Thursday, January 5, 2012

Last post before holiday

This time tomorrow I will be in New Zealand and within 48 hours I'll be on a trek around Milford Sound out of phone range, or internet accessibility. So I'll miss out on the end of the Australian Championships and other assorted events that I've been following at the start of this year. I will be back in time for the Australian Junior Championships, Wijk aan Zee, and ironically I will be able to follow the Queenstown Classic online as I will be leaving Queenstown just as it is about to start. In a way I do envy those guys who will be playing Queenstown, but given the choice of a holiday abroad or a chess tournament abroad, at the moment a holiday is more important to me. Unfortunately, playing chess would be too much like a busman's holiday for my liking!

On Tuesday I travelled down to the Australian Championship in Geelong. I must admit that while the tournament is strong, as a spectator I didn't get the 'Wow Factor' that I would expect from the National Championship, which was a bit of a shame. I can't exactly put my finger on it, but perhaps the playing room is a bit small and dark round the sides, there is hardly any space between the Championship and the Reserves so it looks like one big open. There is a stage area, but it isn't being used which is a shame, and there is no commentary of the games, or even displays of the games by monitor or the old fashioned demo boards. I would expect a bookstall, but there isn't one, and there isn't even a table with info and flyers about other events.

Ok, so I've had a whinge, now on to all that is good. That is the tournaments themselves and the organisation which is smooth.

IA Charles Zworestine (left) and FA Peter Tsai running the Champs smoothly

The Championship has kept taking twists. Darryl Johansen and Vlad Smirnov drew their game to stay half a point clear of the George Xie who was the only player on the day to capitalise on their draw by winning his game against Bobby Cheng.

George Xie with arms folded, facing the camera. The main winner of the day.

The tournament clarified a little the day after I left. Johansen had to play Xie, and the Grandmaster gave a display of his true ability grinding his opponent down relentlessly. This victory leaves Johansen a point clear, and in the drivers seat as he has played most of his main rivals. Darryl has a wealth of experience, and I wouldn't imagine him losing his grip on this tournament now. His nearest rivals, a point behind, are Zhao, Smirnov and Solomon. The last of these, Stephen Solomon had a slow start to the tournament, but is now in top gear after a victory in the last round against second seed George Xie in a long game with a difficult queen ending to finish off. Stephen's renowned tenacity saw him through in a game that many would have been happy to draw.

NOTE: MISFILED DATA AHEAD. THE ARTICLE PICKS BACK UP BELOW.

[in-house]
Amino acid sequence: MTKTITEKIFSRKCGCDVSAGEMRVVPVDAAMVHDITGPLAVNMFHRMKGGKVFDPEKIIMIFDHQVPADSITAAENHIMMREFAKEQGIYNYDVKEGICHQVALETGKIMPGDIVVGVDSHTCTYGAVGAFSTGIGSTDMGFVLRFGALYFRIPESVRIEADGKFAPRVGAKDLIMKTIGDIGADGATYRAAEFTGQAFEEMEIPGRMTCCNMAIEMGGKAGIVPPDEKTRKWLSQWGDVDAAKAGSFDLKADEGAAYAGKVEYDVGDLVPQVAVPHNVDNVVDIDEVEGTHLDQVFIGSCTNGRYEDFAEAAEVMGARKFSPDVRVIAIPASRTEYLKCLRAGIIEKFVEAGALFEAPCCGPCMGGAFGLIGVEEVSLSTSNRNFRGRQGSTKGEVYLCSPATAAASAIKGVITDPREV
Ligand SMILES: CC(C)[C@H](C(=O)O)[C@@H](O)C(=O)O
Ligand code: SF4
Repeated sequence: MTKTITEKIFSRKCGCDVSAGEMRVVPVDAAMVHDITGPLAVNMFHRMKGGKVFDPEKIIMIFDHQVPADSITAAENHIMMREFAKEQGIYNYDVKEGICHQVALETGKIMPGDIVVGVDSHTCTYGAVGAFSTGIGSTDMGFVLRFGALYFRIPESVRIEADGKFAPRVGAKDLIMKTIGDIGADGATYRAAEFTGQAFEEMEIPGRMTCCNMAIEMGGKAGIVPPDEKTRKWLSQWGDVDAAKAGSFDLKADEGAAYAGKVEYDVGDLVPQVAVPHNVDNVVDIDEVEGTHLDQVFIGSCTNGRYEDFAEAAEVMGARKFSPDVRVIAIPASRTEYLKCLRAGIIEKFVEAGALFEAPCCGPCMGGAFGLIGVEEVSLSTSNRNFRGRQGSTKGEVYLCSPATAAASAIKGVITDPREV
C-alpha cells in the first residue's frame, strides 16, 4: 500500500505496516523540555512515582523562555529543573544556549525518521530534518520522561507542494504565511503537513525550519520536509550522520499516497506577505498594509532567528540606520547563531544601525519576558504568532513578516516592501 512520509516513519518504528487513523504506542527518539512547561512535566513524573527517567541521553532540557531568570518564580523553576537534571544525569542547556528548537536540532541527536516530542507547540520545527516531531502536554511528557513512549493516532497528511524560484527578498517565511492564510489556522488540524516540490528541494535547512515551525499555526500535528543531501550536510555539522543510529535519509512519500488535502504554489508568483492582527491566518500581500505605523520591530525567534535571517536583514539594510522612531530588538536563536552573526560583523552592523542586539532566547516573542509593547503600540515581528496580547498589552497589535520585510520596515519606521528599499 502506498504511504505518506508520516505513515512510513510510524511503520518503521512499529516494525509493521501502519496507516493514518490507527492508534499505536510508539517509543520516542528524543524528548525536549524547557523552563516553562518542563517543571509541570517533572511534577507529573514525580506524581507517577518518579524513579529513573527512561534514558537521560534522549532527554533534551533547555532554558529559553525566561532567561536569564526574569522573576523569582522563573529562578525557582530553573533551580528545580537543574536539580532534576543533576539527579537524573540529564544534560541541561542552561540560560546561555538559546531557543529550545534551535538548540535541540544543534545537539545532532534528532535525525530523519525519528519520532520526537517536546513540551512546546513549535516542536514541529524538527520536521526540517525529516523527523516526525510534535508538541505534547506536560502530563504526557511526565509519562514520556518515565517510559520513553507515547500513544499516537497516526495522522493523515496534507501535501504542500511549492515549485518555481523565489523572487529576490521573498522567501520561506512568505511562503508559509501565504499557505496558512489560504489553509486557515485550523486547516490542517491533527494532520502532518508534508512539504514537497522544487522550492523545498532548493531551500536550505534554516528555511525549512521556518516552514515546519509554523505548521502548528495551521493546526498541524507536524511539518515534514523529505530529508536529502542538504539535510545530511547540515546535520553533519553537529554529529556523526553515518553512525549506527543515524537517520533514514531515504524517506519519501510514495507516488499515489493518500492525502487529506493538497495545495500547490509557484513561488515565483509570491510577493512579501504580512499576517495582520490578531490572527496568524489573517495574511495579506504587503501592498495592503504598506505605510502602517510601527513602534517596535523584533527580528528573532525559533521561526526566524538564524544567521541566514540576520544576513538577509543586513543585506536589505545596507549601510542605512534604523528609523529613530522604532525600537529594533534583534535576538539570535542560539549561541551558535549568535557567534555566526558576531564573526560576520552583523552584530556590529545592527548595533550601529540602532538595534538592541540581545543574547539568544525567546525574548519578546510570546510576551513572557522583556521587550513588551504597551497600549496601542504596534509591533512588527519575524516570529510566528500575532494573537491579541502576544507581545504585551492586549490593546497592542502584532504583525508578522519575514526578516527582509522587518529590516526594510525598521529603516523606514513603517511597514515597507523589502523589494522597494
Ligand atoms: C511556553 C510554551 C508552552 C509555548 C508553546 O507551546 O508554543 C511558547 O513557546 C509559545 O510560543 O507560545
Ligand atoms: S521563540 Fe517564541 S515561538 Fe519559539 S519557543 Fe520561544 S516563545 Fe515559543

Back to back Champions, Solomon to the left, Johansen to the right.

The draw for the next round sees:

The Reserves tournament is also interesting, and that was an enjoyable part of my visit, seeing players I know who are playing in the events. From my club, the Melbourne Chess Club (MCC), it was good to wish Happy New Year to players like Domagoi Dragicevic, James Morris, Frank Lekkas, Michael Addamo (interesting fact of the tournament was seeing Michael sat cross legged on his chair while deep in thought), Elliott Renzies, John Beckman and many more! The reserves is currently being led by a player who we in Victoria know little about. David Spuler from Queensland is a mystery man, but there is no mystery to how well his chess is going. He is currently half a point clear of ex-Australian Champion (3 times!) Doug Hamilton, and the 2 will play in the next round. 4 players are a further half a point behind, Savige, Lekkas, Penrose and Omar Khaled who like Solomon in the Championship has started to come good at the right time. Omar had a tough event just before Christmas when he played the round robin Australasian Masters, and that experience will no doubt leave him a stronger player. Also picking up steam but a further half point back are Dowling, Kordahi and Dale who join Kinto Wan and Wenlin Yin. I would say with 3 rounds to go, the tournament winner has to come from the one of the players I've named. The minor places are still up for grabs, and anyone who puts in a good finish is in with a chance.

Some great coverage of this particular event can be found on Kerry Stead's blog. Getting the view of one of the competitors is always a unique view of the tournament.

 IM James Morris planning strategy

 Frank Lekkas awaits mystery man David Spuler

Box Hill Chess Club VP Frank Cheng and Chess Victoria President Leonid Sandler

 Kerry Stead faces Vineetha Vijesuriya in the Reserves tournament

From left: Jason Tang (wearing red), Justin Tan, IM Stephen Solomon (drinking water), GM Darryl Johansen, IM James Morris, IM George Xie, Karl Zelesco

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